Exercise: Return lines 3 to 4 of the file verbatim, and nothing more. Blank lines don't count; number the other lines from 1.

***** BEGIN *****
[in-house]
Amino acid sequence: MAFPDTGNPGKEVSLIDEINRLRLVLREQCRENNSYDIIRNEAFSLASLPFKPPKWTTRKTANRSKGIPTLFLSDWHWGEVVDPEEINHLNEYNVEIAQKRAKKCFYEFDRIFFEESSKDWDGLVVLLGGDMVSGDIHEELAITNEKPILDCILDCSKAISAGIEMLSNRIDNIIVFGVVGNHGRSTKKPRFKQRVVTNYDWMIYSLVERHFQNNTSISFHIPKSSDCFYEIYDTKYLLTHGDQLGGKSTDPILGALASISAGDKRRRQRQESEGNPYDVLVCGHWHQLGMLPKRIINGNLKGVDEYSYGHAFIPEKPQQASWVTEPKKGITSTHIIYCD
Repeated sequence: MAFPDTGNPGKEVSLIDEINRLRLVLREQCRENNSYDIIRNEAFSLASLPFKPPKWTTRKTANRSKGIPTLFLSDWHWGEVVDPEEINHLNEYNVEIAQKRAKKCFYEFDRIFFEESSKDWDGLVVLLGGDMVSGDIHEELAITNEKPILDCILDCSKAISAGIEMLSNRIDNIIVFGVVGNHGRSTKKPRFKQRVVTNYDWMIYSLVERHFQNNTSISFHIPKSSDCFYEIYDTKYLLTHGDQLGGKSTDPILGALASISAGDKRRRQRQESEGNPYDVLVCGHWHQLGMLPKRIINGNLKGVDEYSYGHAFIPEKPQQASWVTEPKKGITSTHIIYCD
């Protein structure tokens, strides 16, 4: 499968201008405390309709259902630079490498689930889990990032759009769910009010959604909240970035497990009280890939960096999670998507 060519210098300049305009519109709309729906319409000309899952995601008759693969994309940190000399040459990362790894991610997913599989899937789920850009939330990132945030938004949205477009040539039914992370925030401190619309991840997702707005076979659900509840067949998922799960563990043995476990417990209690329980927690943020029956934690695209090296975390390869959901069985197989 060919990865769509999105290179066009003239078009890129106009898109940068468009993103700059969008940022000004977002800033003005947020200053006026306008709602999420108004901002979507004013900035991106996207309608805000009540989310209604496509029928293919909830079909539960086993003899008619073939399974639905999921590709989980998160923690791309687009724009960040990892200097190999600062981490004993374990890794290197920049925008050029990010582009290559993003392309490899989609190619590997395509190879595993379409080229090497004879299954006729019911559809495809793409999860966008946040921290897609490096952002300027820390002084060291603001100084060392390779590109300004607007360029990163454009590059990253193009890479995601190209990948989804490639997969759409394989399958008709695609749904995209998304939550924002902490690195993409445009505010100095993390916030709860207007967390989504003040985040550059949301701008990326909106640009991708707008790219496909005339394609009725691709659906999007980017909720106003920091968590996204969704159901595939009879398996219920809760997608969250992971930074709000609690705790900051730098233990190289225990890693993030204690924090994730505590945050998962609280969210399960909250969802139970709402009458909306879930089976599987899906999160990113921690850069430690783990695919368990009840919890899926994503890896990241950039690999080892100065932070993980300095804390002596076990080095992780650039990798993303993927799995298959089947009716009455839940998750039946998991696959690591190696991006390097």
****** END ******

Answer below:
Repeated sequence: MAFPDTGNPGKEVSLIDEINRLRLVLREQCRENNSYDIIRNEAFSLASLPFKPPKWTTRKTANRSKGIPTLFLSDWHWGEVVDPEEINHLNEYNVEIAQKRAKKCFYEFDRIFFEESSKDWDGLVVLLGGDMVSGDIHEELAITNEKPILDCILDCSKAISAGIEMLSNRIDNIIVFGVVGNHGRSTKKPRFKQRVVTNYDWMIYSLVERHFQNNTSISFHIPKSSDCFYEIYDTKYLLTHGDQLGGKSTDPILGALASISAGDKRRRQRQESEGNPYDVLVCGHWHQLGMLPKRIINGNLKGVDEYSYGHAFIPEKPQQASWVTEPKKGITSTHIIYCD
């Protein structure tokens, strides 16, 4: 499968201008405390309709259902630079490498689930889990990032759009769910009010959604909240970035497990009280890939960096999670998507 060519210098300049305009519109709309729906319409000309899952995601008759693969994309940190000399040459990362790894991610997913599989899937789920850009939330990132945030938004949205477009040539039914992370925030401190619309991840997702707005076979659900509840067949998922799960563990043995476990417990209690329980927690943020029956934690695209090296975390390869959901069985197989 060919990865769509999105290179066009003239078009890129106009898109940068468009993103700059969008940022000004977002800033003005947020200053006026306008709602999420108004901002979507004013900035991106996207309608805000009540989310209604496509029928293919909830079909539960086993003899008619073939399974639905999921590709989980998160923690791309687009724009960040990892200097190999600062981490004993374990890794290197920049925008050029990010582009290559993003392309490899989609190619590997395509190879595993379409080229090497004879299954006729019911559809495809793409999860966008946040921290897609490096952002300027820390002084060291603001100084060392390779590109300004607007360029990163454009590059990253193009890479995601190209990948989804490639997969759409394989399958008709695609749904995209998304939550924002902490690195993409445009505010100095993390916030709860207007967390989504003040985040550059949301701008990326909106640009991708707008790219496909005339394609009725691709659906999007980017909720106003920091968590996204969704159901595939009879398996219920809760997608969250992971930074709000609690705790900051730098233990190289225990890693993030204690924090994730505590945050998962609280969210399960909250969802139970709402009458909306879930089976599987899906999160990113921690850069430690783990695919368990009840919890899926994503890896990241950039690999080892100065932070993980300095804390002596076990080095992780650039990798993303993927799995298959089947009716009455839940998750039946998991696959690591190696991006390097």